James Baldwin, the towering black writer, can widen your comprehension of things you thought you understood. Take the word sensual.
The essayist and activist wrote this in The Fire Next Time:
To be sensual, I think, is to respect and rejoice in the force of life, of life itself, and to be present in all that one does, from the effort of loving to the breaking of bread.
Baldwin feared for those who are unable to “renew themselves at the fountain of their own lives.”
At times he found such renewal in his black community of the ’50s and ’60s, a quality “of zest and joy and a capacity for facing and surviving disaster. … a freedom that was close to love.”
He observed this characteristic at “church suppers and outings … where rage and sorrow sat in the darkness and did not stir, and we ate and drank and talked and laughed and danced and forgot all about the (white) man. We had the liquor, the chicken, the music, and each other, and had no need to pretend to be what we were not.”
Baldwin is talking about being in touch with all emotions and all five senses. A thing natural and unstudied.
He noticed this in unself-consciousness, in losing oneself to the sound and feel and texture of things. We see it in a gifted athlete’s abandon and grace as he speeds toward a distant, perhaps catchable ball and the same young man’s sense of muscular weariness after expending all his energy at the game’s end.
You needn’t search far for these experiences. One can reach down and claw up a clump of earth on a rainy day. The fragrance is the aroma of life and the potential for regeneration.
The sensual is at hand in rejoicing over birdsong and the concentrated, savoring, unrushed consumption of a tasty meal. It is there without charge in a subtle perfume evoking the skin of someone you love and the heartache when you are distant from her.
The songs that quicken us access the hidden truth we know of ourselves and in ourselves. When we say we are “moved” by an event, we should remember this: movement speaks to the urgency of the body to do what it was made for.
Sensuality inhabits the morning light of the bluest skies and the coyness of a shy smile. You recognize the sensual in the goosebumps of a homecoming where everyone waits for you – when you and they know of their incompleteness without you.
Perhaps you’ve found sensuality in poetry recited in hoped-for words from the right voice or a father’s protective arm around your shoulder. The mutual grip of his handshake would do as well. Your senses are engaged in each of these.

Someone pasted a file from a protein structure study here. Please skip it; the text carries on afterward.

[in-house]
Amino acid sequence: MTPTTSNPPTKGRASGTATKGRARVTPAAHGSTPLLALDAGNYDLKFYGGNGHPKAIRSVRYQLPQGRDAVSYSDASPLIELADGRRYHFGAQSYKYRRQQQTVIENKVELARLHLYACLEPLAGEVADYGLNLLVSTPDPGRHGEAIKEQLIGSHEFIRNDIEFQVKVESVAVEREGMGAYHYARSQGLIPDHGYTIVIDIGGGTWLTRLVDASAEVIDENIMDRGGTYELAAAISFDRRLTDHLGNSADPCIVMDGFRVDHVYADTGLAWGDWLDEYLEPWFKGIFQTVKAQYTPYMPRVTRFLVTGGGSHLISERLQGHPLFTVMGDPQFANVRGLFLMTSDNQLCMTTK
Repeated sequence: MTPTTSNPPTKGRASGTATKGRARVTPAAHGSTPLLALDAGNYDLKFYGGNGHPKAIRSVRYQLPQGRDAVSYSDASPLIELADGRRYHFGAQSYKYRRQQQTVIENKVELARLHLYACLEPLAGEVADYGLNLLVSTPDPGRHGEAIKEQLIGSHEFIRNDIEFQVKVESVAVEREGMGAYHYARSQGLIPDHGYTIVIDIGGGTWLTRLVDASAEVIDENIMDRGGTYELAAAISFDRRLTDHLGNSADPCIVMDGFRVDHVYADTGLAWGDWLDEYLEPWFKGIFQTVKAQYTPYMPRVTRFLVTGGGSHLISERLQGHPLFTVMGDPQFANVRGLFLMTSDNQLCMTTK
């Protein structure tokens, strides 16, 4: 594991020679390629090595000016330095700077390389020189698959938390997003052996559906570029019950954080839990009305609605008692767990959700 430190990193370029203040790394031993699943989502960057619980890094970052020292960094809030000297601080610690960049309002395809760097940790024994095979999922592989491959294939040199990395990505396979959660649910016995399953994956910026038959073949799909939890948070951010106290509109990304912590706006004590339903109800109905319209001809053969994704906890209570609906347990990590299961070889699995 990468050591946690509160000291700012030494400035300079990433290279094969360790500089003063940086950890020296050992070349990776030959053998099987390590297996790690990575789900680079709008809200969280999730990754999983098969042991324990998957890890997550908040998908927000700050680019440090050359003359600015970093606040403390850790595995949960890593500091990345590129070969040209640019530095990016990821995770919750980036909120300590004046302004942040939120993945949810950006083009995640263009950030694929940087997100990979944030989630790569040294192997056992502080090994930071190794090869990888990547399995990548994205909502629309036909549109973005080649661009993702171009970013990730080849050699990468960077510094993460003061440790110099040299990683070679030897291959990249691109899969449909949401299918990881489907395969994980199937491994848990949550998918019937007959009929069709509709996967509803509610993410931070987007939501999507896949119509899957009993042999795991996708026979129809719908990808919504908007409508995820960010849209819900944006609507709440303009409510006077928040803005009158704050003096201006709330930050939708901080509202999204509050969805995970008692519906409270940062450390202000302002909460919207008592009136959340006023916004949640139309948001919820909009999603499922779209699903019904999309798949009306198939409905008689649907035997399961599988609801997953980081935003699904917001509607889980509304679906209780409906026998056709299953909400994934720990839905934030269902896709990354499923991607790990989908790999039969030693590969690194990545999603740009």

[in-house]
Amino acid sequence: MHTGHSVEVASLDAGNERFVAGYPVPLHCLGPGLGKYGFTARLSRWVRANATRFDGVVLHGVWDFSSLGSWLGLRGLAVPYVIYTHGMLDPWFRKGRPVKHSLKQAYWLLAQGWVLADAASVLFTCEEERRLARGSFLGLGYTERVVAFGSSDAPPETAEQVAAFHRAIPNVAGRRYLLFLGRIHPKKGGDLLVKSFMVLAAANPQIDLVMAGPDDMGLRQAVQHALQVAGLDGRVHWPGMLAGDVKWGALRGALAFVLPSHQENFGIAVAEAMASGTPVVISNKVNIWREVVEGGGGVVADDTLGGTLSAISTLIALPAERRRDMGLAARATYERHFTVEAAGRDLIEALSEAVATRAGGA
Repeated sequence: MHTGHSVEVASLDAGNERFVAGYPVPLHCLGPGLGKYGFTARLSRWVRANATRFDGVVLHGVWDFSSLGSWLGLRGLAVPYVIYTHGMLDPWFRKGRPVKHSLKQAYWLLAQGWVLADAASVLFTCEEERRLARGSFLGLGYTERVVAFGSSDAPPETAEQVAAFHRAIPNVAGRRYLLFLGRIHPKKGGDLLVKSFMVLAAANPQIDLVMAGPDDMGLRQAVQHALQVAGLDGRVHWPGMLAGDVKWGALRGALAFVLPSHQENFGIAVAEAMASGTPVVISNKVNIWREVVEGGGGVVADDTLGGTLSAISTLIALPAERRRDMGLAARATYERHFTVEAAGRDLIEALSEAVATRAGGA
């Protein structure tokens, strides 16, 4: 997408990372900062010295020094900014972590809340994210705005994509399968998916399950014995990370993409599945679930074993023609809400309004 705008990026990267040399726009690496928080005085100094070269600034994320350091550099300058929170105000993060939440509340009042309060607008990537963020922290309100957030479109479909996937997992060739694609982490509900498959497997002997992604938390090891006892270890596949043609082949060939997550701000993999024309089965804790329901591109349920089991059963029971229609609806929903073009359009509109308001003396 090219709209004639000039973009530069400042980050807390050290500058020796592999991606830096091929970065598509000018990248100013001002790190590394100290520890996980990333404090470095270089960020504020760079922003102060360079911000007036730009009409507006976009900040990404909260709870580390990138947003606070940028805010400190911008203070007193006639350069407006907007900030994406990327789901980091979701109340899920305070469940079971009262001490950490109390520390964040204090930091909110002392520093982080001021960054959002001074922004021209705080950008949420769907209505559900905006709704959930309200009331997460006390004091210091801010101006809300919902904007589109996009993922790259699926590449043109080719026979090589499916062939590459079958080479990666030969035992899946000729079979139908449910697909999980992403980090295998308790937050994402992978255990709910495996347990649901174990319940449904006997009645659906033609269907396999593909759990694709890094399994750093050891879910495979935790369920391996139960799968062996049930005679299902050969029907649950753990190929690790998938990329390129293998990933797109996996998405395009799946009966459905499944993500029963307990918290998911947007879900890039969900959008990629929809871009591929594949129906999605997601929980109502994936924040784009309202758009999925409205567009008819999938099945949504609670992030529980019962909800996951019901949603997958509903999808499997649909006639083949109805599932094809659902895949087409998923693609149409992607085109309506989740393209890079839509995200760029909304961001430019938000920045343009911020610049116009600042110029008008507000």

We give away too much of this in a cloud of unawareness. Routine and habit kill our aliveness to the world. Now is a moment to attend to our forgotten contact with nature outside of us and our nature inside of us.
Traps we call custom and convention interfere with showing our emotional response to the sensory corporeal world. We make sure no one sees our openness and sensitivity to the planet’s pulse, lest we become ashamed.
Concern about the opinion of others is necessary for civility, but causes us to hide anything the group might question. Religion’s focus on the sin of the erotic, for all that institution’s civilizing effects, inhibited mankind by comparison with our freer mammalian cousins.
One can find the possibility of the sensual in walking instead of riding in cars, in the buoyant life of the ocean’s salt rather than the antiseptic backyard or public pool. The computer screen offers digits and electric communication, but not the enlivening smell and slipperiness of sweat.
Weather makes no difference to our senses. Each season and atmospheric change presents its own physical gifts. Sensuality is not buttoned up or closed down, but the drumming heart of our essence, no matter the forecast.
Even in a time of limitation and disease, you can discover the reason you want to live in photos, melodies, and trees. No wonder children love fingerpainting. They don’t care how their art turns out so much as how the paint feels in their hands. They remain more at one with their bodies, joys, and sorrows than many of us.
All you need is in you.
All of the photographs are the work of the extraordinary Laura Hedien, reproduced with her generous permission: https://laura-hedien.pixels.com/ The first was taken at Wasatch Mountains, Utah. The second image depicts the Bobby Sock Area of Yellowstone National Park. The final picture shows The Milky Way and a Southwest, USA Arch. The single painting comes from Wikimedia Commons. It is Jan Davidsz de Heem’s Still Life with Ham, Lobster, and Fruit, c. 1653.